The Home Secretary is due to announce this week, a new definition of extremism. The Observer has reported that it will ban individuals and groups who “undermine the UK’s system of liberal democracy” and enable the spread of extremism from public life, excluding them from meetings, advisory boards and funding. It follows the Prime Minister’s speech the day after the Rochdale by-election, when he said the streets have been “hijacked by small groups” and protests had descended into “intimidation, threats, and planned actions of violence”. The Guardian reports that the initial documents identified eight groups that could fall within the definition, including the Muslim Council of Britain, which said this would be “offensive, ludicrous and dangerous”.

Jewish leaders contest claim of no-go areas for Jews during UK pro Palestine marches

British Jewish leaders have taken exception to the view that there are no-go areas for Jews during pro-Palestinian marches, an idea put forward by Robin Simcox, the Home Office’s independent adviser on extremism. But The Times has found objections to this framing among faith leaders. Rabbi Herschel Gluck told The Times it was “total and utter fiction”. Daniel Sugarman, director of public affairs at the Board of Deputies of British Jews, said he wasn’t comfortable with the description, though many British Jews felt extremely disturbed by the demonstrations. Rabbi Laura Janner-Klausner, formerly senior rabbi with the Reform Judaism movement, said the marches are intimidating for many Jews, but most people “really care about justice for Palestinians as opposed to dislike or hatred of Jews.” She called on the government to enforce the law to stop “extreme statements and incitement to racial hatred”.

Pope says Ukraine should have courage of white flag to negotiate peace

Pope Francis has provoked a strong reaction for suggesting in a TV interview that Ukraine should have “the courage of the white flag” to negotiate peace. In the interview with the  Swiss broadcaster RSI, recorded in February, he said: “The strongest one is the one who looks at the situation, thinks about the people and has the courage of the white flag, and negotiates. When you see that you are defeated, that things are not going well, you have to have the courage to negotiate”. Ukraine’s foreign minister furiously responded that it will “never raise any other flags” than the country’s blue and yellow colours. A Vatican spokesman, Matteo Bruni, later tried to clarify the comment and said the Pope picked up the image of the white flag from the reporter’s question “to indicate a cessation of hostilities, a truce reached with the courage of negotiation” adding that the Pope made clear “negotiations are never a surrender.”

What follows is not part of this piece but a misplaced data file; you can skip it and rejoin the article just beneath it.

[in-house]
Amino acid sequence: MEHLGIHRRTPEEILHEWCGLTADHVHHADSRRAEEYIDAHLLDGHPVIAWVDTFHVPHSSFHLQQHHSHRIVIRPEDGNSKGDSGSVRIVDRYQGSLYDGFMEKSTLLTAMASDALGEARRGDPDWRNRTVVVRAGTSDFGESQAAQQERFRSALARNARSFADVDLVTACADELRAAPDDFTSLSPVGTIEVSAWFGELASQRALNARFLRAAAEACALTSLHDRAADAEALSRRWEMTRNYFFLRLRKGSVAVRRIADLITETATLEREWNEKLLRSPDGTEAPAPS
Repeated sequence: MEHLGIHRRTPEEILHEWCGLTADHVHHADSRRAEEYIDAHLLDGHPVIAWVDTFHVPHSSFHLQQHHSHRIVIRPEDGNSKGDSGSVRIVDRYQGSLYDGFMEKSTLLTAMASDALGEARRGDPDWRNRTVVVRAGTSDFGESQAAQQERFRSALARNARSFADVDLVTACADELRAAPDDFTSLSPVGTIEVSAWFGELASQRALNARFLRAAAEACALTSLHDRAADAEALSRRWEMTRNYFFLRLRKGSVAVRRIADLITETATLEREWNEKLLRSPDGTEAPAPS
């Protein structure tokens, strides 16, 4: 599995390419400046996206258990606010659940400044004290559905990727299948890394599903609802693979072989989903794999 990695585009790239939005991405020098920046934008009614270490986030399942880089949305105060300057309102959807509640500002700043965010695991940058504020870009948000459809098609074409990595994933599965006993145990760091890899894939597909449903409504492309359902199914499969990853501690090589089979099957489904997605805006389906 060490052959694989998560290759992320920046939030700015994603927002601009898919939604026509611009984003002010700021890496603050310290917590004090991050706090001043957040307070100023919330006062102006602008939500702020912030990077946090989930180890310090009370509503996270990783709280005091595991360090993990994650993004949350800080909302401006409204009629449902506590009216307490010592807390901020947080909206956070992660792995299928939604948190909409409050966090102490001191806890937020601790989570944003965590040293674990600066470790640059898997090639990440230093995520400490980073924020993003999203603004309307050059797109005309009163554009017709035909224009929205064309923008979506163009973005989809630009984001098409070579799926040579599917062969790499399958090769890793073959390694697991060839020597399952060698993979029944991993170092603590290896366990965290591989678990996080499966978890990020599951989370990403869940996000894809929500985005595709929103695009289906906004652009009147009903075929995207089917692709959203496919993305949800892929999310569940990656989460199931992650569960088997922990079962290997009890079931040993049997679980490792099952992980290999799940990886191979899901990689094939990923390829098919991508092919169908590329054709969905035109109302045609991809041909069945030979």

Increasing calls to a helpline to leave controlling religious groups

Humanists UK say there has been a massive increase in the numbers of people who contact their “Faith to Faithless” service, wanting to leave a religious group. Terry O’Sullivan, Apostate Services Development Officer, told the BBC’s Sunday programme that social media had made a big difference, making more information available and leading to the creation of hundreds of groups for people who have left their religious organisation. This includes ex Muslims, ex evangelical Christians, a whole range of different Christian groups, ex Jehovah’s Witnesses and ex Mormons.  She has noticed that people are contacting them, including via their new helpline, before even leaving the group. She said that “Faith to Faithless”, despite its name, does not encourage people to lose their faith and many people, for example Christians, remain Christians but just leave the controlling group.  

CofE in for another criticism in the Telegraph

Another critique of the Church of England appeared in The Telegraph this weekend, accusing it of espousing a new holy trinity of “diversity, equity and inclusion”.  It criticises the intention of raising £1billion to spend on reparations for slavery, saying this illustrates “historical illiteracy, bureaucratic carelessness with other people’s money, national self-loathing, importation of American culture wars, lack of interest in outcomes”. The article is by Daniel Hannan, former member of the European Parliament and writer for Conservative Home.